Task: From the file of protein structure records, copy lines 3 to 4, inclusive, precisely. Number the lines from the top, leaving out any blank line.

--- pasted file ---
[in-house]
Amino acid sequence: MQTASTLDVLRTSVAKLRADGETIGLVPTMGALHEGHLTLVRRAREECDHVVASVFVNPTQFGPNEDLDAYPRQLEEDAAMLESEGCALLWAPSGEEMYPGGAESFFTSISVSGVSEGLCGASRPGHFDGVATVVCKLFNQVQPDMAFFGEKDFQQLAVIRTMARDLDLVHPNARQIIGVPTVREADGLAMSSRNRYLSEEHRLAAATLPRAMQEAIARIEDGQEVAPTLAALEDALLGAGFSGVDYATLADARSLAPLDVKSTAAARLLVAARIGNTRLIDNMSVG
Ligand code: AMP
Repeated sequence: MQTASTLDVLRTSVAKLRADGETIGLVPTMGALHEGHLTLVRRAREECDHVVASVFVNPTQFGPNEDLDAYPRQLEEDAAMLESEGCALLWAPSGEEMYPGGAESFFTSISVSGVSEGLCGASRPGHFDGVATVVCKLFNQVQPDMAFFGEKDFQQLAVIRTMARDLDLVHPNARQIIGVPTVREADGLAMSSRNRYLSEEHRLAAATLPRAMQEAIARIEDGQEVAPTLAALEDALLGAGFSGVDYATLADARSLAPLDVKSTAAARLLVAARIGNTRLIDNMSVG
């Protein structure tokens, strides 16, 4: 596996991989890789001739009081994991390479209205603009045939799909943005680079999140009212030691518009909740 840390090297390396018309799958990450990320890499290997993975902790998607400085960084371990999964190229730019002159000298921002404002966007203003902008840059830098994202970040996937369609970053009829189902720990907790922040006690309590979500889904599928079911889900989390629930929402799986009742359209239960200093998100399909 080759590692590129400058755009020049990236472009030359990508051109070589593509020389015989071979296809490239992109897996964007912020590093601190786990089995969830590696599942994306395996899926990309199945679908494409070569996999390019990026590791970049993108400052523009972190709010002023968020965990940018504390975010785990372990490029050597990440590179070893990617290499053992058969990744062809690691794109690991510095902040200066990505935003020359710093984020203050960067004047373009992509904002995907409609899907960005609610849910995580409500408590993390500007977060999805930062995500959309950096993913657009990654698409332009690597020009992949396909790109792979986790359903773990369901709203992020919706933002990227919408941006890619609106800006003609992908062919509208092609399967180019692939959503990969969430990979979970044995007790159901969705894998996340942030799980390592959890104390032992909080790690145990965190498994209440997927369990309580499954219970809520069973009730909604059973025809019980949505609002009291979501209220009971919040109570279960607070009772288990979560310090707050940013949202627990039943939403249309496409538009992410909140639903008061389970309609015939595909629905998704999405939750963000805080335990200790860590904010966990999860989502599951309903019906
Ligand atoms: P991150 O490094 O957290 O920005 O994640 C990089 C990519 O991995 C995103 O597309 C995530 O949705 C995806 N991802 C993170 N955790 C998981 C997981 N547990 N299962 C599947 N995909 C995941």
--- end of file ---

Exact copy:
Ligand code: AMP
Repeated sequence: MQTASTLDVLRTSVAKLRADGETIGLVPTMGALHEGHLTLVRRAREECDHVVASVFVNPTQFGPNEDLDAYPRQLEEDAAMLESEGCALLWAPSGEEMYPGGAESFFTSISVSGVSEGLCGASRPGHFDGVATVVCKLFNQVQPDMAFFGEKDFQQLAVIRTMARDLDLVHPNARQIIGVPTVREADGLAMSSRNRYLSEEHRLAAATLPRAMQEAIARIEDGQEVAPTLAALEDALLGAGFSGVDYATLADARSLAPLDVKSTAAARLLVAARIGNTRLIDNMSVG